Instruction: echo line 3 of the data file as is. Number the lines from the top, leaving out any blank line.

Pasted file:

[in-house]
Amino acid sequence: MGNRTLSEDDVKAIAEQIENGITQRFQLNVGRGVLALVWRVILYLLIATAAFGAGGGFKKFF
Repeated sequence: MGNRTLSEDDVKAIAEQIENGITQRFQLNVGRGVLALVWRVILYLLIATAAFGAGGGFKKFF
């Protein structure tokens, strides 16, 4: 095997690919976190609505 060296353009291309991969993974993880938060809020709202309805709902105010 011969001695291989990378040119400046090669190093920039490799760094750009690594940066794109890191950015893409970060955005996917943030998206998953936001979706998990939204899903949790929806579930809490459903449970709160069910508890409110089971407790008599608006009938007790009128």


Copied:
Repeated sequence: MGNRTLSEDDVKAIAEQIENGITQRFQLNVGRGVLALVWRVILYLLIATAAFGAGGGFKKFF